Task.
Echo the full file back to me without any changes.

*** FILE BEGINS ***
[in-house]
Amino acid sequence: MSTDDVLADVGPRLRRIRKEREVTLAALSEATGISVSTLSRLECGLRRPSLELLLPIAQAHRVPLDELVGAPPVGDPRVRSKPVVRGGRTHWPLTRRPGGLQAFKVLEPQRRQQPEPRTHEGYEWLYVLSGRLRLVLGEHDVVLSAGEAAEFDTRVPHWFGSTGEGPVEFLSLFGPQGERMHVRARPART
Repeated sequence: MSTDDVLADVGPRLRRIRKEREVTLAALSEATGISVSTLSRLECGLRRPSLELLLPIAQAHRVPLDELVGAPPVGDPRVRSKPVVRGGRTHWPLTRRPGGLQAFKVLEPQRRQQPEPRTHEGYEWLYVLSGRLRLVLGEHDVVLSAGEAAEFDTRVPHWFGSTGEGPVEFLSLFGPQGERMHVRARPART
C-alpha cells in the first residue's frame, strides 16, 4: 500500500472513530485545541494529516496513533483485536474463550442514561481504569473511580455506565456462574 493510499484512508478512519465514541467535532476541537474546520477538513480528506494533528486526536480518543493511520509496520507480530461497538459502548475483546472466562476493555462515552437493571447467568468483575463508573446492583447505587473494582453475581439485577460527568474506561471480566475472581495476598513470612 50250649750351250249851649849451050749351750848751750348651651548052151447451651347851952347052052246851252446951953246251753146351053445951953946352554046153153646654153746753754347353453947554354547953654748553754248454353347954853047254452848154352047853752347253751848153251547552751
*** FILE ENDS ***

[in-house]
Amino acid sequence: MSTDDVLADVGPRLRRIRKEREVTLAALSEATGISVSTLSRLECGLRRPSLELLLPIAQAHRVPLDELVGAPPVGDPRVRSKPVVRGGRTHWPLTRRPGGLQAFKVLEPQRRQQPEPRTHEGYEWLYVLSGRLRLVLGEHDVVLSAGEAAEFDTRVPHWFGSTGEGPVEFLSLFGPQGERMHVRARPART
Repeated sequence: MSTDDVLADVGPRLRRIRKEREVTLAALSEATGISVSTLSRLECGLRRPSLELLLPIAQAHRVPLDELVGAPPVGDPRVRSKPVVRGGRTHWPLTRRPGGLQAFKVLEPQRRQQPEPRTHEGYEWLYVLSGRLRLVLGEHDVVLSAGEAAEFDTRVPHWFGSTGEGPVEFLSLFGPQGERMHVRARPART
C-alpha cells in the first residue's frame, strides 16, 4: 500500500472513530485545541494529516496513533483485536474463550442514561481504569473511580455506565456462574 493510499484512508478512519465514541467535532476541537474546520477538513480528506494533528486526536480518543493511520509496520507480530461497538459502548475483546472466562476493555462515552437493571447467568468483575463508573446492583447505587473494582453475581439485577460527568474506561471480566475472581495476598513470612 50250649750351250249851649849451050749351750848751750348651651548052151447451651347851952347052052246851252446951953246251753146351053445951953946352554046153153646654153746753754347353453947554354547953654748553754248454353347954853047254452848154352047853752347253751848153251547552751